In view of my previous Ethical Musings post about Rethinking Ash Wednesday, traditional Lenten practices of giving something up to demonstrate one’s true feelings of regret and penance for one’s sins or of taking on a new discipline to help one to sin less in the future by becoming a better Christian are outdated.
Instead, a more appropriate and spiritually helpful discipline is to commit to celebrating life daily, weekly, or at least once during Lent. This discipline is admittedly out of step with traditional ecclesiastical emphases on confessing one’s sins and penitence, e.g., many parishes will use (pp. 148-153, Book of Common Prayer) on Sundays during Lent. However, this discipline coheres with a twenty-first century understanding of Ash Wednesday and Lent.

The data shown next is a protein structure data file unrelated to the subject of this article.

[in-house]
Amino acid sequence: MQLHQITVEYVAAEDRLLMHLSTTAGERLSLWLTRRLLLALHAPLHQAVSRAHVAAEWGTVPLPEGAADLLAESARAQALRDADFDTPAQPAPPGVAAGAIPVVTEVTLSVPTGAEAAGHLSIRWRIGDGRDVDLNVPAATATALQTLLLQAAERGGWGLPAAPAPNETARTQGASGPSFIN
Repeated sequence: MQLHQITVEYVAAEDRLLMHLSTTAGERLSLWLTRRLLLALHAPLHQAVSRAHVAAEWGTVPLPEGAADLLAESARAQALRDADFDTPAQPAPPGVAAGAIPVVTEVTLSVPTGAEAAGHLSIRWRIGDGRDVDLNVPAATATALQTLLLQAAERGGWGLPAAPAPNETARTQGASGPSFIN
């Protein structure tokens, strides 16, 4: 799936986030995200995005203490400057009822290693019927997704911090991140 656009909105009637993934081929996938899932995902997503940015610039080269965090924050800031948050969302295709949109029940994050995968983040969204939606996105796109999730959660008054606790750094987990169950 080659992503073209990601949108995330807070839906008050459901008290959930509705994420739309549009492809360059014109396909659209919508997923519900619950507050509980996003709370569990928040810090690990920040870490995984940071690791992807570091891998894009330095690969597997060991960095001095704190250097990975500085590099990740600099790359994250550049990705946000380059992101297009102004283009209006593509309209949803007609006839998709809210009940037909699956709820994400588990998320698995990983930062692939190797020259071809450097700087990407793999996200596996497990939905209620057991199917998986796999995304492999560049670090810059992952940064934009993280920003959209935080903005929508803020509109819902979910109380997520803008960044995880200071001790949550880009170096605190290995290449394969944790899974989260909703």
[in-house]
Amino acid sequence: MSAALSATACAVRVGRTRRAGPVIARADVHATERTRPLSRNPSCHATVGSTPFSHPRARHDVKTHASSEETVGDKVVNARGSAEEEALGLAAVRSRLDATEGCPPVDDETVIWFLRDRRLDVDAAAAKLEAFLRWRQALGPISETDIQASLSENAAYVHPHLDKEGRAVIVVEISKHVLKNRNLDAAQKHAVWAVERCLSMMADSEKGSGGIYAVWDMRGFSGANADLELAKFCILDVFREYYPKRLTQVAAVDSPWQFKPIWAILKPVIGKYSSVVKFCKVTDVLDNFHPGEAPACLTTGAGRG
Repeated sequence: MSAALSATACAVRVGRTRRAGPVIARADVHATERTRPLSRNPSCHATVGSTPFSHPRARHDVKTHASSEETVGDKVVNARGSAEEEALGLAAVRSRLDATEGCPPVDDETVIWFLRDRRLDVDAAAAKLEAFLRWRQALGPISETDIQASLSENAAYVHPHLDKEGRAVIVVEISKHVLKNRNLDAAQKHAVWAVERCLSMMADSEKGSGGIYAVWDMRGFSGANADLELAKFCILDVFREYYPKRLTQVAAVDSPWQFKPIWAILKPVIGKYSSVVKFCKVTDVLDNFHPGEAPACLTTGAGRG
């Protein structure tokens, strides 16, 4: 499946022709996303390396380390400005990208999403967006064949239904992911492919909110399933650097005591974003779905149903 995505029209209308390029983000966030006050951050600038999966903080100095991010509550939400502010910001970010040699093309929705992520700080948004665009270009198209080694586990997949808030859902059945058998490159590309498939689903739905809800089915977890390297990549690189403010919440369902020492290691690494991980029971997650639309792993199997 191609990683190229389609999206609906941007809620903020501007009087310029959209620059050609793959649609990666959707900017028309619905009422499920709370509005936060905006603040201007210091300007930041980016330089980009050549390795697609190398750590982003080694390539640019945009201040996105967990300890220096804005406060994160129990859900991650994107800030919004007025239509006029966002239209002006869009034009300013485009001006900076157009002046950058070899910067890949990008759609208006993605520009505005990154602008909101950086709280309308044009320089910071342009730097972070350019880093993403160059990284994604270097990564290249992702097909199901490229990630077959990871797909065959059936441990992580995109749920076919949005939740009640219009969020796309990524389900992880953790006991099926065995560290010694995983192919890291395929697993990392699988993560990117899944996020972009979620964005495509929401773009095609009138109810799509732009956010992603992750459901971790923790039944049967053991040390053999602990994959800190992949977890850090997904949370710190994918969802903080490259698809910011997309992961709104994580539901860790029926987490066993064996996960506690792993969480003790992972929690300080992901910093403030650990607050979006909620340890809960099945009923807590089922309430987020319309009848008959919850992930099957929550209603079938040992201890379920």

Celebrating life can take many different forms; one’s imagination is the primary limiter of what is possible. Options include arranging a feast or night of lodging in a hotel for a homeless person, an outsize generous gift for a person who works for minimum wages or less, and adding a work of art to the life of another or to one’s own life. These ideas are intended to prime the pump of your imagination.
We are dust and to dust we shall return. We therefore share in the glitter, the reflected glory of the creator, visible in all creation. Similarly, we are also inherently part of something far vaster than the self. So celebrate life, for in doing so we celebrate the gift of creation and the Creator!